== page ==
the Angel Eyes trilogy. She has an overactive imagination and a passion for truth. Her lifelong journey to combine the two is responsible for a stint at Portland Bible College, performances with local theater companies, and a love of all things literary. When she isn’t writing, she spends her days with her husband, Matt, imagining things unseen and chasing their two children around their home in Northern California. To connect with Shan, check out her website, FB, Twitter, Instagram, or Pinterest.
Did you know there's a difference between being a writer and being an author?
A writer is someone who creates art using only words. She creates story. A writer has all sorts of tools at her disposal. Pens and pencils, computers and tablets, story boards and craft books. A writer might be messy or organized. A writer might be highly motivated or not. Sometimes a writer writes because she wants to and sometimes she writes because she has to. Sometimes a writer doesn't write at all--she simply watches the world twist and turn around this moment and that and she allows story to percolate deep in her soul.
An author is different. While an author spends much of her time wearing her writing hat, she understands that though story might be the most important thing she does, if she wants her book on the shelf, she has other responsibilities.
Keeping it simple: The writer's focus is craft and creativity whereas the author in us understands that publishing is an industry.
Young writers often confuse these two roles and falsely assume that being good at one means you will naturally excel at the other. In truth, mastering these two roles and finding a healthy balance for each in your day-to-day life, takes practice.
Because the writing always precedes the authoring, the writer in us tends to be more dominant. We practice writing, fill our free time with words, and willingly surrender our resources for tools that will make us better.
Today, I want to remind you that learning to be an author is just as important as learning to be a writer.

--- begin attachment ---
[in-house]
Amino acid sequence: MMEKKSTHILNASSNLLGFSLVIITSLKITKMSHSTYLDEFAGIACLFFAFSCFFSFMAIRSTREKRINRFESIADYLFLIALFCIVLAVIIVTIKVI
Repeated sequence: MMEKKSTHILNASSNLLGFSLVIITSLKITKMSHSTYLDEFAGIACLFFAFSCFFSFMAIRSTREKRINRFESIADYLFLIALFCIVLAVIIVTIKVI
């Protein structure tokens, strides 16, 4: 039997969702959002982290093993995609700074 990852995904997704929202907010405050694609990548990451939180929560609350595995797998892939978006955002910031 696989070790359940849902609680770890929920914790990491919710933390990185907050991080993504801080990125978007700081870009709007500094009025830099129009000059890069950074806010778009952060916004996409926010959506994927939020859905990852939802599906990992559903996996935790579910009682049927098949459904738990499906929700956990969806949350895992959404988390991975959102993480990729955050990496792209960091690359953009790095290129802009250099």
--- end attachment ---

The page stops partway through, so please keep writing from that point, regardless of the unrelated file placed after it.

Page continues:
Here are six skills you, as an author, must hone:
Respect others' time. This is the earmark of a true professional. Each interaction you have should begin with the understanding that everyone's time is valuable and no one has enough of it. From the readers who will one day read your stories to the agents and editors, sales reps and marketing gurus who will help make your book a reality--everyone is busy. Any time these individuals choose to devote to you and your stories is time they could be filling with any number of other things. Gratitude is never, ever amiss. Be sure to show it.
Take pride in your work. When you send off a story to an agent or editor, you are saying "I believe this belongs on a shelf somewhere." If you don't truly believe your work belongs on a shelf, you have some soul searching to do--or perhaps some rewriting. We never want to submit anything less than our best to industry professionals. Work hard, write well, and then rest in the pride that comes with a job well done. I know--I KNOW--this is hard for those of us who struggle with issues relating to our confidence and I don't mean to imply that if you struggle here, you're not fit to be an author. We all struggle with our own worthiness to some extent, but if we do not think we've created publishable work, it's dishonest to attempt to convince the professionals to believe something we do not. So work hard and then be proud of what you've accomplished.